Edcon first alluded to the downsizing of space in a recent quarterly statement and has already closed more than 200 stores.
“I am a cynic about whether retail is changing, but what is fundamentally changing is the retail customer,” Pattison said.
Edcon reported a 9.4% decline in group retail sales to R7.6-billion for the third quarter of 2018, which ended on December 23. Total group revenue declined 8% to R8.187-billion.
Edcon’s flagship store, Edgars, has been struggling to find its place among modern South African consumers, who are enjoying shopping at international stores like H&M and Zara.
Earlier this month the company reported a quarterly sales decline. According to an article published by the Sunday Times, Edcon decided a few years ago to go with more fashionable expensive assortments and they forgot about their heartland customer, which is at the very centre of the business.
“If they are not selling the merchandise they have in their stores then they have to change their strategy, and Edcon appears to have been through some major changes,” Andrew Jennings, former president of Saks Fifth Avenue, GM of Harrods and MD of Woolworths, and author of Almost is Not Good Enough – How to Win or Lose in Retail, is quoted as saying.
Over the past decade, Edcon has struggled with leadership as its three CEOs have made some notable strategic blunders. The company has been in operation for 89 years. As of March 2017, Edgars had 1 343 stores including 187 stores in eight countries outside of South Africa.
Edcon has been selling off stores – the Legit store chains, with the exception of those operating in Botswana, were sold effective 29 January 2017 and the Edgars Shoe Gallery store chains closed during the 2017 financial year.
In addition, Edcon has closed 253 stores – but this has left the retailer with too many leases in malls and no brands to fill the empty space
According to The Sunday Times, the store has been trying to find a solution to this empty floor space and as such has introduced a coffee shop into its Eastgate Mall store called Made Café . This serves both to use up empty space and to act as a drawcard to the store, following the modern consumer trends.
Unlisted retail group Edcon reported on Tuesday that its net profit improved by 3.8% to R2bn, although sales declined in the September quarter from the matching period in 2016.
Edcon said its overall retail sales suffered from “fierce price competition through ongoing promotions by competitors” and its decision to close unprofitable stores.
In its flagship Edgars clothing chain, sales declined 0.9% to R2.46bn during the three months to September 23. Sister clothing chain Jet’s retail sales declined 1% to R2.28bn.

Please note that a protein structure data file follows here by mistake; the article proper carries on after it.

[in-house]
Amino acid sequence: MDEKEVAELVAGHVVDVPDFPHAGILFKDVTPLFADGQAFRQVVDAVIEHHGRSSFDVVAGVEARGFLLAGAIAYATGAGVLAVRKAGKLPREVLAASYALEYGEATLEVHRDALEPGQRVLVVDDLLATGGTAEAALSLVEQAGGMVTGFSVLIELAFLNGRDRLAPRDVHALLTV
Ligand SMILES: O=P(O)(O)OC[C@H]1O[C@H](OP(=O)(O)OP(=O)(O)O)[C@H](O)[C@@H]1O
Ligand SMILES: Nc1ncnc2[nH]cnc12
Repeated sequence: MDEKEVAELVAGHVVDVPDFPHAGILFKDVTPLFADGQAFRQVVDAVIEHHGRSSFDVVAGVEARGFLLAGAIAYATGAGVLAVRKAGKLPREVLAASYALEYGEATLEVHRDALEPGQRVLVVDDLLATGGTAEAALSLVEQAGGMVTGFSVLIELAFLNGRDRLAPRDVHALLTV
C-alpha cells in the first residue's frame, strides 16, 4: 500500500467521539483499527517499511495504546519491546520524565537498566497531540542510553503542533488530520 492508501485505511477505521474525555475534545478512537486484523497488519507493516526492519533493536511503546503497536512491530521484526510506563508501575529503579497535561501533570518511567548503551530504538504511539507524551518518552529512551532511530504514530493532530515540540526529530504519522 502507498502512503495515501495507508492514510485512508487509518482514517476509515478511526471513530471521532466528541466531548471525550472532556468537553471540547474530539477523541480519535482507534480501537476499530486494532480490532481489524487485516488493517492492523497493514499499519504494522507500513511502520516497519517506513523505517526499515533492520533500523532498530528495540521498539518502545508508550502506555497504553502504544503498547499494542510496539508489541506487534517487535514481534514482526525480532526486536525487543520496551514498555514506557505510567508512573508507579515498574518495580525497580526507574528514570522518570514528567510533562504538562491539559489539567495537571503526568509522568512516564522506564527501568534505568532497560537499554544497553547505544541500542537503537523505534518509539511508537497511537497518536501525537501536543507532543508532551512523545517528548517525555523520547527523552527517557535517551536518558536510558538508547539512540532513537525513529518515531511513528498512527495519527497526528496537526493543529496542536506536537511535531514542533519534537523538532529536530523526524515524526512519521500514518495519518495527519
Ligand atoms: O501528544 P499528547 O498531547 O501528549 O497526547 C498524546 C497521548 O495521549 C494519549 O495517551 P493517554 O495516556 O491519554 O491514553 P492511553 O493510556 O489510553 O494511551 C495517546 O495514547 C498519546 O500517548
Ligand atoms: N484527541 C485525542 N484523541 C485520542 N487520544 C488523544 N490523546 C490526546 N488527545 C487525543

Edcon’s “speciality” division, which houses news agency CNA and Edgars Shoe Gallery, reported a 41.5% decrease in sales to R463m because the comparative period included Legit, which was sold in January. Excluding Legit, the speciality division suffered an 11.4% decline in sales. CNA’s sales fell 12.1%.
“Our trading environment remains challenging as consumer demand is weak on the back of tight credit conditions, low growth in consumer disposable income, political uncertainty and restrictive fiscal policy,” Edcon CEO Bernie Brookes said.
“Despite this, it is pleasing that the group’s strategic transformation is delivering positive retail sales growth in certain merchandise categories, such as ladieswear in both Edgars and Jet, as well as cellular in Jet, while childrenswear, footwear, cosmetics and cellular within Edgars are also starting to show signs of change.”
By Robert Laing for Business Live
South Africa’s troubled retailer, Edcon Group, has said that it would appoint Grant Pattison, the former Massmart boss, as its new chief executive next February in a vote of confidence for home grown talent.
South African-born Pattison has been tasked with implementing the group’s strategy, revitalising CNA, growing Edcon’s cellular business and growing the company in South Africa and the rest of the African continent.
Speaking to journalists at the company’s headquarters in Johannesburg yesterday, Pattison said he planned to step up to the challenge of restoring the Edcon’s image.
“The challenge of restoring Edcon to its former glory is both a privilege and a massive challenge,” he said.
Edcon has lost significant market share from local and international competitors, and was trying to claw back its diminishing customer base.
Pattison said he was not fazed by challenges in the retail sector.
“I am a professional chief executive and someone has to step and help the company through these times,” Pattison said.
Pattison, who is currently a non-executive director, will replace Bernie Brookes. Brookes will step down following a two-year tenure at Edcon.
Brookes, the former managing director of the Myer Group, is set to extend his contract, which was due to run until January next year.
To ensure a smooth transition, Pattison will be appointed as Edcon’s chief executive and chief operations officer designate on June 5, joining the executive management of the group and reporting to Brookes.
Brookes said that CNA had lost its path and the company would need to spend R100 million to revitalise the stores’ brand image.